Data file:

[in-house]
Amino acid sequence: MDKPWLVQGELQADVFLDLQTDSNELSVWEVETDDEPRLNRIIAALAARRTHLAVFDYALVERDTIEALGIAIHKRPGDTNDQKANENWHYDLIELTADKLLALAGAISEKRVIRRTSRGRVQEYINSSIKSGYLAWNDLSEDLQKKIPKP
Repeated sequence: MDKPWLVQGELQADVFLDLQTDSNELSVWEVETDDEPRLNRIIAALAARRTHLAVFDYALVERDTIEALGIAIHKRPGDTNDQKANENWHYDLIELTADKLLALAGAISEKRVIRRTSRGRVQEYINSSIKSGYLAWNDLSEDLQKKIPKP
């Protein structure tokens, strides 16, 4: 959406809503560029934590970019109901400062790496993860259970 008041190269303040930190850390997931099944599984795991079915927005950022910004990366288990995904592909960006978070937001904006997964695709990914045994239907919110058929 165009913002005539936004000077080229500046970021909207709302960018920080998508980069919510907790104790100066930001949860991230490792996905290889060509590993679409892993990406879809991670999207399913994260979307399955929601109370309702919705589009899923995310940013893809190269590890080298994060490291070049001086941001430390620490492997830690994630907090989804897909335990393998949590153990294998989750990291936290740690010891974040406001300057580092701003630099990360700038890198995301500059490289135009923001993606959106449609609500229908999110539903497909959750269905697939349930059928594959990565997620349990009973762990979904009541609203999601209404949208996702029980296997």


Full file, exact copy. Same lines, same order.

[in-house]
Amino acid sequence: MDKPWLVQGELQADVFLDLQTDSNELSVWEVETDDEPRLNRIIAALAARRTHLAVFDYALVERDTIEALGIAIHKRPGDTNDQKANENWHYDLIELTADKLLALAGAISEKRVIRRTSRGRVQEYINSSIKSGYLAWNDLSEDLQKKIPKP
Repeated sequence: MDKPWLVQGELQADVFLDLQTDSNELSVWEVETDDEPRLNRIIAALAARRTHLAVFDYALVERDTIEALGIAIHKRPGDTNDQKANENWHYDLIELTADKLLALAGAISEKRVIRRTSRGRVQEYINSSIKSGYLAWNDLSEDLQKKIPKP
């Protein structure tokens, strides 16, 4: 959406809503560029934590970019109901400062790496993860259970 008041190269303040930190850390997931099944599984795991079915927005950022910004990366288990995904592909960006978070937001904006997964695709990914045994239907919110058929 165009913002005539936004000077080229500046970021909207709302960018920080998508980069919510907790104790100066930001949860991230490792996905290889060509590993679409892993990406879809991670999207399913994260979307399955929601109370309702919705589009899923995310940013893809190269590890080298994060490291070049001086941001430390620490492997830690994630907090989804897909335990393998949590153990294998989750990291936290740690010891974040406001300057580092701003630099990360700038890198995301500059490289135009923001993606959106449609609500229908999110539903497909959750269905697939349930059928594959990565997620349990009973762990979904009541609203999601209404949208996702029980296997």